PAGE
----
Jan Baptist van Helmont's Willow Tree
Willow tree


Jan Baptist van Helmont


Potted white willow (Salix alba)


Allows for humans to perform photosynthesis.


Arboreal transformation.



Collected by

Nandin Chautala







Date of Collection

April 29, 1647


Origin Edit

Jan Baptist van Helmont (12 January 1580 – 30 December 1644) was a Flemish chemist, physiologist, and physician. He worked during the years just after Paracelsus and the rise of iatrochemistry, and is sometimes considered to be "the founder of pneumatic chemistry". Van Helmont is remembered today largely for his ideas on spontaneous generation, his 5-year tree experiment, and his introduction of the word "gas" (from the Greek word chaos) into the vocabulary of scientists.

Van Helmont was a disciple of Paracelsus (though he scornfully repudiated his errors as well as those of most other contemporary authorities), a mystic and alchemist. As an experiment to determine where plants get their mass, he grew a willow tree and measured the amount of soil, the weight of the tree and the water he added. After five years the plant had gained about 164 lbs (74 kg). Since the amount of soil was basically the same as it had been when he started his experiment (it lost only 57 grams), he deduced that the tree's weight gain had come from water. Since it had received nothing but water and the soil weighed practically the same as at the beginning, he argued that the increased weight of wood, bark and roots had been formed from water. Although his conclusion was flawed, he is largely considered responsible for the beginning of the theory of photosynthesis.

The willow tree is commonly believed to have many medicinal properties, and was used in many ancient tinctures to treat fevers and aches. Sacillyc acid, like aspirin, is a chemical derivative of salicin, which is found in the bark of willow trees.

Effects Edit

Since the conclusion of the 5 year experiment by Van Helmont, the plant and tree have been inseparable since, and miraculously the roots have not outgrown the pot, nor has the tree wilted since its planting, though it continues to grow and requires pruning to prevent problematic growth.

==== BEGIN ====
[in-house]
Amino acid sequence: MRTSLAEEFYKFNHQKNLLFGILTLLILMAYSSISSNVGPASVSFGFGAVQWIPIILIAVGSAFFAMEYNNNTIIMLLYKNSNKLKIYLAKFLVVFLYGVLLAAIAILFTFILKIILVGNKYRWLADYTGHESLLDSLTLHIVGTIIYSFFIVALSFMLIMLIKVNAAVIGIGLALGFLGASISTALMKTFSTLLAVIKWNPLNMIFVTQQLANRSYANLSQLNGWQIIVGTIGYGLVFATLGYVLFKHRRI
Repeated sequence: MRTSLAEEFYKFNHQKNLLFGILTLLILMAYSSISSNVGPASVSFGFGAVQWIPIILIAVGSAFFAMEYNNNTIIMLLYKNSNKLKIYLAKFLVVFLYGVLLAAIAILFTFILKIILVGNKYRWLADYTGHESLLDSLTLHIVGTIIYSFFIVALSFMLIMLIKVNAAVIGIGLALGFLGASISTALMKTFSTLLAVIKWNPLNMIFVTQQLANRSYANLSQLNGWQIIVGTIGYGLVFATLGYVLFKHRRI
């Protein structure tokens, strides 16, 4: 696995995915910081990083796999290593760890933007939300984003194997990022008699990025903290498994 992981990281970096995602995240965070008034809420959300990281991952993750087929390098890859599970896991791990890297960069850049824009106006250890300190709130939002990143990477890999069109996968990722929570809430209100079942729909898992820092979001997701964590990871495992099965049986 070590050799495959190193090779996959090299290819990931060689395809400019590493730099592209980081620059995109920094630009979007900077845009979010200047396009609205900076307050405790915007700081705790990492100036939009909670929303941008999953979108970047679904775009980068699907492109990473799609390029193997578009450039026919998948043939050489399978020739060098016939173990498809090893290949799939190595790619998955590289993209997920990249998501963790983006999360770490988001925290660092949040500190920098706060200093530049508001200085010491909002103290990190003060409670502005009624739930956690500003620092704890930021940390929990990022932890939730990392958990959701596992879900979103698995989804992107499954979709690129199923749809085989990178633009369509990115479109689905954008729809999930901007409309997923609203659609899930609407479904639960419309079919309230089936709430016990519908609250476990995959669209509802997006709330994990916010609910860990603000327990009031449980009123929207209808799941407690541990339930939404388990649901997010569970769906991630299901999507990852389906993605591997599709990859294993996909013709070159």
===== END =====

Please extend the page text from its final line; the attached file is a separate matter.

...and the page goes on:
When any part of the tree is consumed, the consumer will be able to perform photosynthesis as opposed to cellular respiration after the portion consumed has been digested; although the leaves are edible or brewable, consuming or brewing with the bark produces the most potent and longest-lasting effect, delaying the subsequent transformation. Immediately after digestion, in addition to its typical medicinal properties, consumers will become much thirstier and will feel the need to drink much more water than normal (though drinking more than a normal human healthily could does not harm them). After several days, consumers will begin to turn green as their hemoglobin becomes chlorophyll (which aids further photosynthesis). As time goes on, their skin will eventually be covered in bark, hair will become leaves, arms will become branches, the legs will merge to form a large singular trunk with the torso, and feet will become roots over several days to at least two weeks. This transformation, although slow and painless, will eventually culminate in the consumer's fatality as they fully transform into a new, non-anomalous Salix alba tree.

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